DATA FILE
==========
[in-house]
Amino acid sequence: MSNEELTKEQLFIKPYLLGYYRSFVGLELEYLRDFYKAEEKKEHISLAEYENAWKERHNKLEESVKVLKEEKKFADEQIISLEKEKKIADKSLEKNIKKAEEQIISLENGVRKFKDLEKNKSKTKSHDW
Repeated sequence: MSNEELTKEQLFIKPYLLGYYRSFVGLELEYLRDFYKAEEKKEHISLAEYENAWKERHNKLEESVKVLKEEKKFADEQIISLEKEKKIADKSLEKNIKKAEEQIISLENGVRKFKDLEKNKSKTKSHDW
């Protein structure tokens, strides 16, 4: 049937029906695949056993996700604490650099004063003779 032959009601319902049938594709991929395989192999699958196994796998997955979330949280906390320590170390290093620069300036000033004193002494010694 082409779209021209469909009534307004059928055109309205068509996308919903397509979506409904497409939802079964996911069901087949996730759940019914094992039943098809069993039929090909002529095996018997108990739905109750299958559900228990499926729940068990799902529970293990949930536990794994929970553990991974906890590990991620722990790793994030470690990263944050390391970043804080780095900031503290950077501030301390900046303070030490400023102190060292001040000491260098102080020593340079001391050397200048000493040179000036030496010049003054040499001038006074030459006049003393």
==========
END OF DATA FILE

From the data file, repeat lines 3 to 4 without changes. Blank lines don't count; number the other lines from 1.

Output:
Repeated sequence: MSNEELTKEQLFIKPYLLGYYRSFVGLELEYLRDFYKAEEKKEHISLAEYENAWKERHNKLEESVKVLKEEKKFADEQIISLEKEKKIADKSLEKNIKKAEEQIISLENGVRKFKDLEKNKSKTKSHDW
């Protein structure tokens, strides 16, 4: 049937029906695949056993996700604490650099004063003779 032959009601319902049938594709991929395989192999699958196994796998997955979330949280906390320590170390290093620069300036000033004193002494010694 082409779209021209469909009534307004059928055109309205068509996308919903397509979506409904497409939802079964996911069901087949996730759940019914094992039943098809069993039929090909002529095996018997108990739905109750299958559900228990499926729940068990799902529970293990949930536990794994929970553990991974906890590990991620722990790793994030470690990263944050390391970043804080780095900031503290950077501030301390900046303070030490400023102190060292001040000491260098102080020593340079001391050397200048000493040179000036030496010049003054040499001038006074030459006049003393």